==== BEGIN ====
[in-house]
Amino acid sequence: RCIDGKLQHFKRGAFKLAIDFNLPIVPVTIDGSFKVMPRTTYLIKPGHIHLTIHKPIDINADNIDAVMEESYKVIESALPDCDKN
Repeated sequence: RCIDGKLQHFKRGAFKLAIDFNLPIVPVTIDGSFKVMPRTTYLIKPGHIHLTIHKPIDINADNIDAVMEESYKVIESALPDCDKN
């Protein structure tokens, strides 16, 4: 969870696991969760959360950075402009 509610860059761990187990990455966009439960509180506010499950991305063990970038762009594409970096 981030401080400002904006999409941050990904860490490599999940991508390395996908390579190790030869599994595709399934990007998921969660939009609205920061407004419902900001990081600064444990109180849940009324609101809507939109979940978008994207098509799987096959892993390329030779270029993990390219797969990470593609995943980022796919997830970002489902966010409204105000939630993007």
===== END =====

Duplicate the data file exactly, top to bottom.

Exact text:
[in-house]
Amino acid sequence: RCIDGKLQHFKRGAFKLAIDFNLPIVPVTIDGSFKVMPRTTYLIKPGHIHLTIHKPIDINADNIDAVMEESYKVIESALPDCDKN
Repeated sequence: RCIDGKLQHFKRGAFKLAIDFNLPIVPVTIDGSFKVMPRTTYLIKPGHIHLTIHKPIDINADNIDAVMEESYKVIESALPDCDKN
């Protein structure tokens, strides 16, 4: 969870696991969760959360950075402009 509610860059761990187990990455966009439960509180506010499950991305063990970038762009594409970096 981030401080400002904006999409941050990904860490490599999940991508390395996908390579190790030869599994595709399934990007998921969660939009609205920061407004419902900001990081600064444990109180849940009324609101809507939109979940978008994207098509799987096959892993390329030779270029993990390219797969990470593609995943980022796919997830970002489902966010409204105000939630993007």